What is money anyway? The little realized secret about money is that it does not really exist in the actual universe. Money is only a construct of human perception, and therefore not even real. Money exists only in our heads, it does not exist in nature. Money is what we accept it to be. When currencies were represented by gold, silver and other metals, you can argue they were worth at least what the precious metals would bring in bullion, which does exist in the time-space universe, but the monetary value attached to those metals would also be imaginary.
Most money today is in the form of fiat currency, which does not refer to an Italian car brand, but money created by the arbitrary monetary powers of sovereign governments. There is as much money in any one country as the sovereign central bank says there is. And it is this type of money by government decree that opens the door to alternate forms of money. In the past, alternate money was precious metals, diamonds and other tangible goods, but now in the 21st century, there is another way to think of what money can be.
Enter Bitcoin, Ethereum, and now many others. A new kind of money. Digital currencies, a peer to peer online monetary system that answers to no one. A currency that not is subject to the reach or arbitrary authority of sovereign governments or central banks. A currency system totally free of the heavy hand of The Man.
There has always been a significant portion of the population of the US and other countries that do not trust, and even hate the whole idea of fiat currencies. To them, fiat currencies are just evil. And it is this group, among several others that are rapidly embracing digital money.
The current craze with digital currencies, with Bitcoin leading the charge, is creating a somewhat overheated and excited trading environment involving a wide variety of people from various walks of life. Among some of the primary population groups trading Bitcoin and other “crypto-currencies” are numerous hackers, criminals, assorted nut-jobs and even some terrorist groups. The privacy digital currencies appear to offer appeals to both the honest citizen who wishes to hold non-sovereign money, as well as numerous nefarious players who require stealth in order to conduct their affairs. This privacy was up until recently facilitated with briefcases filled with $100 bills; the stuff of novels and movies; but no more.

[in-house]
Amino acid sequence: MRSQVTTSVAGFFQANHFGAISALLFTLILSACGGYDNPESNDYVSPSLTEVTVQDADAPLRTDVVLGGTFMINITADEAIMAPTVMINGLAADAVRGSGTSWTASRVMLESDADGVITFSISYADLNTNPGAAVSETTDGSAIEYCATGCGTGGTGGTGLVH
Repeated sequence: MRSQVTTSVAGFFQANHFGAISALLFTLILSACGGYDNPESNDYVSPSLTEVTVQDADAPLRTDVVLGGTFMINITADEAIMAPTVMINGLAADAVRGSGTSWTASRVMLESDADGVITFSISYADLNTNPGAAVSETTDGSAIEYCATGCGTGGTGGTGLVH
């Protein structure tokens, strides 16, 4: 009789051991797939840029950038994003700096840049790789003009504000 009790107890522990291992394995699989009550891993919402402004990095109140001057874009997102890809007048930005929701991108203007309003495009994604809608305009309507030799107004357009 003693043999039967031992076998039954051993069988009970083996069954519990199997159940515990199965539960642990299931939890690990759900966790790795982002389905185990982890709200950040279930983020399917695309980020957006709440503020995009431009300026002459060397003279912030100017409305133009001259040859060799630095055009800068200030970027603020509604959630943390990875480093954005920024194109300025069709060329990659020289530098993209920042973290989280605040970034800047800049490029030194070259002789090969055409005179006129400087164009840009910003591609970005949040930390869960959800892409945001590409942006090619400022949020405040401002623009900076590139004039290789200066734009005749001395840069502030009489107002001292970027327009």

Behind Bitcoin and the other digital currencies and all the excitement they are generating is something potentially much more important than crypto-currencies. The technology that makes Bitcoin and the others work, which is known as “Blockchain”, is potentially a revolutionary new way of conducting all kinds of business.
Wikipedia, the source of all knowledge for the lazy and impatient (like me), describes Blockchain as:
“a continuously growing list of records, called blocks, which are linked and secured using cryptography. Each block typically contains a hash pointer as a link to a previous block, a timestamp and transaction data. By design, blockchains are inherently resistant to modification of the data. A blockchain can serve as an open, distributed ledger that can record transactions between two parties efficiently and in a verifiable and permanent way”
The history of how Blockchain was devised is a bit blurry and characteristically mysterious. First attributed to a Japanese developer named Satoshi Nakamoto, it is currently believed that no such person exists, but is a pseudo name adopted by a group of originators back in the 2008 period , when conventional international markets were experiencing a massive financial upheaval.
Blockchain, much more than Bitcoin or any of the digital currencies, is the real phenomenon of global consequence to keep an eye on . Although it may well be likely that in twenty five or fifty years from now, all money will be digital, the big picture prospective suggests that Blockchain and its evolution in years to come is the real story to watch.
More on Blockchain, Bitcoin and the revolution in digital enterprise in the next installment of this series of articles.
 Wikipedia: Blockchain